The north woods that rim the Great Lakes make a strangely fitting scene for murder. Foundering Rust Belt industries have left behind a wreckage of human spare parts—people who survive by working in Native American casinos or by serving the needs, both common and carnal, of the big-city rich folk who own lakeside cabins. A note of seedy desperation echoes through the seemingly peaceful pines, rising now and again to produce a crescendo of violence.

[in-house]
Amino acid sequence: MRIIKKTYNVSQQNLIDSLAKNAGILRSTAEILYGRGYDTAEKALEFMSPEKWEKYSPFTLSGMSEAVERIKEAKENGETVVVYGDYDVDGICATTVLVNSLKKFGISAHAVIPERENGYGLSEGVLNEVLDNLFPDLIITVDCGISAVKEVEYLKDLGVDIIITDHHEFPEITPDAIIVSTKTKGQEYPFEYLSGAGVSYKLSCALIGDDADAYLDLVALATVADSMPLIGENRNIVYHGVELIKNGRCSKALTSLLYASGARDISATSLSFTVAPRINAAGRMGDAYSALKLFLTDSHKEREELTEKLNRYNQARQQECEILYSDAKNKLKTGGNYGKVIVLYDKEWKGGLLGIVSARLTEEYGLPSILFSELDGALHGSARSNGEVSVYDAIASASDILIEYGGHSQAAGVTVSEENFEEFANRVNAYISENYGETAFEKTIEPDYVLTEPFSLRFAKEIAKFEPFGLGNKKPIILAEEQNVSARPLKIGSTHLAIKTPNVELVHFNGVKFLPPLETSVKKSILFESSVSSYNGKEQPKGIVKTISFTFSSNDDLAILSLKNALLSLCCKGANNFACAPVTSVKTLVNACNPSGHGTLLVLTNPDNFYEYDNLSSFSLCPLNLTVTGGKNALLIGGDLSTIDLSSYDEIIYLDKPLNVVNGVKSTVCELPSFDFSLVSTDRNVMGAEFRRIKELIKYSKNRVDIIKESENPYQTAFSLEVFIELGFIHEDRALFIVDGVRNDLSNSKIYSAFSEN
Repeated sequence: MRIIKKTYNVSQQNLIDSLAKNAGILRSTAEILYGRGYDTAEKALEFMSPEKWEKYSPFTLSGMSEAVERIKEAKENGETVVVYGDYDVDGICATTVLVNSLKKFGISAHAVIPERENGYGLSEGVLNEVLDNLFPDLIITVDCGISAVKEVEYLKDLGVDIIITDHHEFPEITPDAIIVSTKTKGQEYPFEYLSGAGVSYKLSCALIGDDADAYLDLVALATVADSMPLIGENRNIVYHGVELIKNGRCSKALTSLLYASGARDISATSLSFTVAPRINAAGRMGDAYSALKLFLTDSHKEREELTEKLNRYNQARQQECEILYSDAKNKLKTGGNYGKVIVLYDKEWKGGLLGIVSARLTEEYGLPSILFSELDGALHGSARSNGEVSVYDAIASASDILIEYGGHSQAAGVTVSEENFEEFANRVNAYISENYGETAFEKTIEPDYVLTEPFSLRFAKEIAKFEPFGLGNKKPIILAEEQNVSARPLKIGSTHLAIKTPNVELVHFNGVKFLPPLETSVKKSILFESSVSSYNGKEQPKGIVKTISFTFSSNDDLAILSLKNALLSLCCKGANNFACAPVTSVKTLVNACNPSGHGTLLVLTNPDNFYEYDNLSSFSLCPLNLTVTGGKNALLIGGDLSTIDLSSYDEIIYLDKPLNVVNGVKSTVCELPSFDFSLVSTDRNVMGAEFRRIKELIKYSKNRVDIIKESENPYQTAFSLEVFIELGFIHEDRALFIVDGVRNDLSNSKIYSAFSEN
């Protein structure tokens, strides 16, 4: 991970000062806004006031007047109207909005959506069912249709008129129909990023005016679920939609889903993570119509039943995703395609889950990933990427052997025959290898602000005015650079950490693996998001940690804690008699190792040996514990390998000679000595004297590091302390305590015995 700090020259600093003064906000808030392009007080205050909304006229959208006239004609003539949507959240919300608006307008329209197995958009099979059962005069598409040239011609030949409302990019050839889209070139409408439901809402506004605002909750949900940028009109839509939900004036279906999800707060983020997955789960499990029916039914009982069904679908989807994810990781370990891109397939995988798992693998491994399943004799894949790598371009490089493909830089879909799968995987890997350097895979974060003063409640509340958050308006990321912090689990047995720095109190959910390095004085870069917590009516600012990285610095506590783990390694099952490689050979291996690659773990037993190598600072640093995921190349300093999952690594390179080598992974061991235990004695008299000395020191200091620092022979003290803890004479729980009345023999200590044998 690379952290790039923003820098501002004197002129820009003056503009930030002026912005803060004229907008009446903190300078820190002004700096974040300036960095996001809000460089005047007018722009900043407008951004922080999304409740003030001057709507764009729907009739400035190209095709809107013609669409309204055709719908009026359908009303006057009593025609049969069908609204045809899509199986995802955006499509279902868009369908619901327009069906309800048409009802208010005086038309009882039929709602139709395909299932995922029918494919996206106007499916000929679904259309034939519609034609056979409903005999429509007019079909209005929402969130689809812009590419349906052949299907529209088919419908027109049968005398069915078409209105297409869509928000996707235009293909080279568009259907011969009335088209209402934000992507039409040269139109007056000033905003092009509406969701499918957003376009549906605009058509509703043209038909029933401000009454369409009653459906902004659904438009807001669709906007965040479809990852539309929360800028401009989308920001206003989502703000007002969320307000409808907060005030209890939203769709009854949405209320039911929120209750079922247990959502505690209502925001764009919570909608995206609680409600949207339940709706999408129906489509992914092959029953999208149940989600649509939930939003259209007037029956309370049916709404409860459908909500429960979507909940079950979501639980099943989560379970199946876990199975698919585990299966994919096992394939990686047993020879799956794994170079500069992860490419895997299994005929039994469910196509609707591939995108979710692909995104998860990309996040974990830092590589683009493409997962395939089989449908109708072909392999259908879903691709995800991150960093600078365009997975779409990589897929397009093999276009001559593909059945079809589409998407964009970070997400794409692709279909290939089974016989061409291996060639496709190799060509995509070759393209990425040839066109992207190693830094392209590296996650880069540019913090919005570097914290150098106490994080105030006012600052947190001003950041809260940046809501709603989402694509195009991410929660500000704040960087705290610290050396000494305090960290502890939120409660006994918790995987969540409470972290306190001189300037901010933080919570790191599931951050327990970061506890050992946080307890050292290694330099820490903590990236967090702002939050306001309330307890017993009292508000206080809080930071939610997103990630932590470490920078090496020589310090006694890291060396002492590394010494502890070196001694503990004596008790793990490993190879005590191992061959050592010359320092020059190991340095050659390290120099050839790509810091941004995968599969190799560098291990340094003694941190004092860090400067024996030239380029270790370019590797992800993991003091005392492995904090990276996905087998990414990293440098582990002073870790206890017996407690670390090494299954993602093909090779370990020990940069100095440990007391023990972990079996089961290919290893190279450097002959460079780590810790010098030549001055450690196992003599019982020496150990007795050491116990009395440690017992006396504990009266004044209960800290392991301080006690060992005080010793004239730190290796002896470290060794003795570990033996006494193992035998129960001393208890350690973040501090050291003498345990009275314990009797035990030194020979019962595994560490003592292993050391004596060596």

This Edgar-winning first novel carries echoes of its own. Like In the Lake of the Woods (1994), by Tim O’Brien, it derives narrative tension from the contrast between the idyllic aura of a sylvan retreat and the haunting mood that arises from an unquenchable passion. Like Anatomy of a Murder (1958), by Robert Traver, it takes place in Michigan’s Upper Peninsula and features a jaded, beaten-down protagonist. (In the 1959 film version of Traver’s novel, that figure was memorably played by Jimmy Stewart.) In this instance, the reluctant hero is Alex McKnight, a onetime Detroit cop who carries with him a bulky edition of the standard back story: Several years ago, he watched helplessly as a madman slaughtered his partner; reeling from that trauma, he quit the policy force soon afterward. Nowadays, he has no wish to embroil himself in a murder investigation. But he doesn’t have much choice in the matter when Edwin Fulton, a friend of sorts and the cuckolded husband of his former lover, calls him from a blood-spattered motel room where Fulton’s bookie lies dead. Before long, signs emerge that point to the involvement of the crazed perp who killed his fellow cop, and that’s when McKnight proves his mettle. He puts hundreds of miles of wear-and-tear on his truck, and wears himself out in the process, and eventually he discovers who murdered whom. Hamilton declines to resolve every element in the larger story, however—presumably in order to give readers an incentive to pick up later installments in the McKnight saga.